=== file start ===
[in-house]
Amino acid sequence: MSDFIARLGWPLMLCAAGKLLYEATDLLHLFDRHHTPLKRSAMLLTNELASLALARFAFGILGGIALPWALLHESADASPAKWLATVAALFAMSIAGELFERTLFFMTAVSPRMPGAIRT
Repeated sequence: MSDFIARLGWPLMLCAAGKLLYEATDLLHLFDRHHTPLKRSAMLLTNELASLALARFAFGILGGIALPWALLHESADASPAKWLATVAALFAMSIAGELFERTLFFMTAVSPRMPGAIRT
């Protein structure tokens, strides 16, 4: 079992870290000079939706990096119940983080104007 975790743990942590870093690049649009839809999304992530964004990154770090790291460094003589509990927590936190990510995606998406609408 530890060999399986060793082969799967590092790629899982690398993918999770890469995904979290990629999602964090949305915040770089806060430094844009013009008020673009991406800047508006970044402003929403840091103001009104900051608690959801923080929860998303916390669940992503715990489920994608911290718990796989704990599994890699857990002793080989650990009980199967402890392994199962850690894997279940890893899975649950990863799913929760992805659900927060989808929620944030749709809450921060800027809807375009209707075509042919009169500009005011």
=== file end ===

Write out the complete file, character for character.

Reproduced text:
[in-house]
Amino acid sequence: MSDFIARLGWPLMLCAAGKLLYEATDLLHLFDRHHTPLKRSAMLLTNELASLALARFAFGILGGIALPWALLHESADASPAKWLATVAALFAMSIAGELFERTLFFMTAVSPRMPGAIRT
Repeated sequence: MSDFIARLGWPLMLCAAGKLLYEATDLLHLFDRHHTPLKRSAMLLTNELASLALARFAFGILGGIALPWALLHESADASPAKWLATVAALFAMSIAGELFERTLFFMTAVSPRMPGAIRT
């Protein structure tokens, strides 16, 4: 079992870290000079939706990096119940983080104007 975790743990942590870093690049649009839809999304992530964004990154770090790291460094003589509990927590936190990510995606998406609408 530890060999399986060793082969799967590092790629899982690398993918999770890469995904979290990629999602964090949305915040770089806060430094844009013009008020673009991406800047508006970044402003929403840091103001009104900051608690959801923080929860998303916390669940992503715990489920994608911290718990796989704990599994890699857990002793080989650990009980199967402890392994199962850690894997279940890893899975649950990863799913929760992805659900927060989808929620944030749709809450921060800027809807375009209707075509042919009169500009005011």